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Tsunami generation of children see hope for the future

BANGKOK, 22 December 2005

One year after the tsunami dramatically changed their lives, children in India, Sri Lanka and Thailand feel hopeful about the future, while children in Indonesia are recovering at a slower pace, according to a survey of tsunami-affected children released today by UNICEF. 

In the survey, UNICEF Tsunami Relief Study – The Views of Affected Children, 1,633 children in four countries were interviewed about their thoughts and feelings on the disaster and their future. The survey polled children 8-17 years old, all of whom where directly affected by the tsunami, in four countries: Indonesia (400 children) Thailand (400), Sri Lanka (400) and India (433). 

Using both a questionnaire and focus groups, the UNICEF survey, conducted by TNS, a global market information company, provides a unique glimpse of what life is like for children one year after the calamity that dramatically reshaped their lives.

The survey indicates that while children’s lives continue to be affected by the tsunami disaster, more than two-thirds of the children feel that their situation has improved and they are better off now compared to the weeks immediately following the tsunami. 

"It is uplifting that many children, in the wake of tremendous loss and destruction, are confident about tomorrow,” said Anupama Rao Singh, Regional Director of the UNICEF East Asia and Pacific Regional Office.  “But fear and anxiety persist, and children themselves express the need for continued education, healthcare and psychological support.”
 
Other key findings:

  • Some 80 percent of tsunami-affected children polled in three countries (India, Sri Lanka, Thailand) are positive about their future.  “Hopeful, happy, confident” are the words they use to describe their feelings. In Indonesia, children have the least optimistic view of the future; one-third believe their lives will not improve.
    This may reflect the fact that a staggering 69 per cent of children surveyed in Indonesia had lost a family member.
  • Yet the survey revealed that many children are still afraid.  More than half the children surveyed in India and Sri Lanka fear another earthquake or tsunami, and 76% of children interviewed in Thailand fear the loss of a loved one.  More than one-third of children polled in Indonesia said they often feel alone.
  • Virtually all children interviewed were aware they benefited from relief assistance, but also felt that additional aid was needed.  The children identified several key needs, most often mentioning support to stay in school.  The need for money, housing, clothing and jobs for their families followed. The percentage of children in each country that said they would like to see more support for education was high: Indonesia (76%), India (66%), Sri Lanka (88%), Thailand (81%).
  • Despite this, more than 9 out of 10 children identified themselves as back in school in Indonesia (97%), Sri Lanka (94%), and Thailand (95%); in India, 88% reported being in school.  Lack of money and the need to work to help support their families were the top reasons given by children who are not going to school.  The findings suggest that while children are attending school, they feel the need for greater support to continue.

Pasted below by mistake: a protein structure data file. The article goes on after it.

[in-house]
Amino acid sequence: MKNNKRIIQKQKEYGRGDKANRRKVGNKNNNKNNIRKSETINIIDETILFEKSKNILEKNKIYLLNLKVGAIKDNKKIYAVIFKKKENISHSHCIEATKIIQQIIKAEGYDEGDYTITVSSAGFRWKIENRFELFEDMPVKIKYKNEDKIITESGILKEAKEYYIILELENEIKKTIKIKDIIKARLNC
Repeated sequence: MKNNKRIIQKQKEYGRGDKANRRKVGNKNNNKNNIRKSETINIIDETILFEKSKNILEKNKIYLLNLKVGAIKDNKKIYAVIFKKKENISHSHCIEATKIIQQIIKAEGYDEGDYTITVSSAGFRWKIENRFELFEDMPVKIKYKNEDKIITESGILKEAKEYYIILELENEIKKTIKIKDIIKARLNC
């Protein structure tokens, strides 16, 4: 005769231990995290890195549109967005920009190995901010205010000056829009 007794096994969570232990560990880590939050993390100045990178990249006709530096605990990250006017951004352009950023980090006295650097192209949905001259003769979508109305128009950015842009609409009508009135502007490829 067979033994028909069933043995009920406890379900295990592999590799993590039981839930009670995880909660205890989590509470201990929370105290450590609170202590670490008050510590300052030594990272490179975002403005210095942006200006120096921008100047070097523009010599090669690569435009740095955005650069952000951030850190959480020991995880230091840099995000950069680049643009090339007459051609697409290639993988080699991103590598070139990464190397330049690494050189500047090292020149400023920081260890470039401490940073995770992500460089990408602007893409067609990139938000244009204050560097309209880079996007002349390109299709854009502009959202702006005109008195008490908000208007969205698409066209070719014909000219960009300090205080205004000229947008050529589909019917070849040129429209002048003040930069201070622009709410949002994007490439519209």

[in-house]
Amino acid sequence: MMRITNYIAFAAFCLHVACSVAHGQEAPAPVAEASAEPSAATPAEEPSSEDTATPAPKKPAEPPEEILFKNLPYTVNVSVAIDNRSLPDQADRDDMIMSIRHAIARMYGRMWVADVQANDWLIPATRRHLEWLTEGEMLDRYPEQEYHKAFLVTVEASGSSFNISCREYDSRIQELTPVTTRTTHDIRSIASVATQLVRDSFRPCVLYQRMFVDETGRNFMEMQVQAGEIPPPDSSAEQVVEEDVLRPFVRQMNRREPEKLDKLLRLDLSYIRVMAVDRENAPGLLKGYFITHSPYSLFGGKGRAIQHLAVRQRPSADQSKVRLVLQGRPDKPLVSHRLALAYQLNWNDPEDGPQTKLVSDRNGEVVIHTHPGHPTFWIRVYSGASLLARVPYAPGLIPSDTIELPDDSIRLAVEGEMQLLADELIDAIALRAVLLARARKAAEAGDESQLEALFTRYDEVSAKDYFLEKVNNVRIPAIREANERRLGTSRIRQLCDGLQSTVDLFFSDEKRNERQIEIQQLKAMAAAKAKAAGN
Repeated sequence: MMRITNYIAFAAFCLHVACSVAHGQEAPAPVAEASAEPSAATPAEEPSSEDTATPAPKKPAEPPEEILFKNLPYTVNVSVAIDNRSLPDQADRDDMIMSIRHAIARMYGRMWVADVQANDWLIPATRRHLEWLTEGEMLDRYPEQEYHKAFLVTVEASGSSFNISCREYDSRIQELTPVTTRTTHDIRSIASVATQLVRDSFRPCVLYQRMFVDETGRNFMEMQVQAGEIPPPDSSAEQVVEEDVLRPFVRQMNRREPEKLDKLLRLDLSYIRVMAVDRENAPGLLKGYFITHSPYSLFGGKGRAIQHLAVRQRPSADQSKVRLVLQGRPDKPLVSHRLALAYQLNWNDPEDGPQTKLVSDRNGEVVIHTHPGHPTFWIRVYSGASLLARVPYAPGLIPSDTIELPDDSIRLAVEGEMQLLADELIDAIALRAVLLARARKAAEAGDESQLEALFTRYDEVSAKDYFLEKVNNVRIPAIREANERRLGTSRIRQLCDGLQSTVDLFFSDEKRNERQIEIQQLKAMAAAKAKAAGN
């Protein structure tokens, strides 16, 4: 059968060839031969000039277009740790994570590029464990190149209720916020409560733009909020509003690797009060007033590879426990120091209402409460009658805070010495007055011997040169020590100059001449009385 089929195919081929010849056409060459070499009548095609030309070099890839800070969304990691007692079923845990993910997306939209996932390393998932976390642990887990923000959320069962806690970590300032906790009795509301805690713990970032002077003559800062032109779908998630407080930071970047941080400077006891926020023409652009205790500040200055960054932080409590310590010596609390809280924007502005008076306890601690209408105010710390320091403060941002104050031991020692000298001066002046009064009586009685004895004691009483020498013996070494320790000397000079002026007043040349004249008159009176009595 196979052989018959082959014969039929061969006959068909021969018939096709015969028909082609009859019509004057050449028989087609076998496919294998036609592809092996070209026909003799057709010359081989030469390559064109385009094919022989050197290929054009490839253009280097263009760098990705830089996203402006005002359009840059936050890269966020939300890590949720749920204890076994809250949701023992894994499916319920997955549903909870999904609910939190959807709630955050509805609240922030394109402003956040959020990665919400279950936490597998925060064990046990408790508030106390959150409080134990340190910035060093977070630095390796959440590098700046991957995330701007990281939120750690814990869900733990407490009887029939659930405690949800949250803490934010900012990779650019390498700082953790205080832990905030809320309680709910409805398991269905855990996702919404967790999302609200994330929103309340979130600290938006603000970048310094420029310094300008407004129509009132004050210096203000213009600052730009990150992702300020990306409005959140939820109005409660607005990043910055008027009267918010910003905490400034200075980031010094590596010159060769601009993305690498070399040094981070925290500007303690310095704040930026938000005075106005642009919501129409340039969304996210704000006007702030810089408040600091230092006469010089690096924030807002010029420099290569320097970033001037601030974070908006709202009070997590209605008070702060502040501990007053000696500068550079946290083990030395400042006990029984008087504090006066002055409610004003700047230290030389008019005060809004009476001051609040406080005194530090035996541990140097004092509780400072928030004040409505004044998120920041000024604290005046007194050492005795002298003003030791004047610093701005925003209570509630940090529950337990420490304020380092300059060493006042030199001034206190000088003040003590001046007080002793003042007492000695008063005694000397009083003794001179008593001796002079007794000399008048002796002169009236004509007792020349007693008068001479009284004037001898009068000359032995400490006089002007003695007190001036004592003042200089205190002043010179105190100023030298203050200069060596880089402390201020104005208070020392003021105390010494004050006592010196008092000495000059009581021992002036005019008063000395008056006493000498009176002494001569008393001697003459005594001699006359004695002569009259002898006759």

• In India, Sri Lanka and Thailand, the surveyed children indicated that during free time, they feel cheerful and content, but in Indonesia, feelings of loneliness and boredom occur more often in playtime. 
  • Some play activities have resumed for children, such as listening to music and reading, but other activities are much altered; 58% of the children in India said they cannot spend as much time with people as before the tsunami, and 52% of the children in Sri Lanka said they can not participate in beach related activities, like swimming unafraid or playing on the beach.
  • In Indonesia, 24% of the children interviewed said they often felt hungry and 19% said they were not eating as regularly since the tsunami.

In focus groups, children from different countries and different ages were brought together and shared in their own words their fears and their hopes for their lives.

One child from India said, “We want to work hard, study hard … but sometimes we worry about whether we will be able to study further.”  A child from Sri Lanka expressed a wish for a more secure future: “I want my father to have tools and equipment to go back to work.”

“Schooling gives us activity so we don’t think about unpleasant things,” said a child from Indonesia – a statement that reinforces the importance of school as a place for emotional relief as well as learning.

UNICEF commissioned the study to better understand how surviving this tragedy has affected children, to provide an honest and authentic perspective directly from the children and to improve programs that meet the needs of the tsunami generation. 

*  *  *  *  *  *  *  *  *

For 60 years UNICEF has been the world’s leader for children, working on the ground in 157 countries to help children survive and thrive from early childhood through adolescence.  The world’s largest provider of vaccines for poor countries, UNICEF supports child health and nutrition, safe water and sanitation, quality basic education for all boys and girls, and the protection of children from violence, exploitation, and AIDS.  UNICEF is funded entirely by voluntary contributions from individuals, businesses, foundations and governments.

Note to broadcasters:
Video footage of UNICEF programs in tsunami affected countries is available online at www.thenewsmarket.com, and from regional and country UNICEF offices.

For further information, please contact:
Madeline Eisner, UNICEF EAPRO
Tani Ruiz, UNICEF EAPRO
Shantha Bloemen, UNICEF EAPRO

 

 
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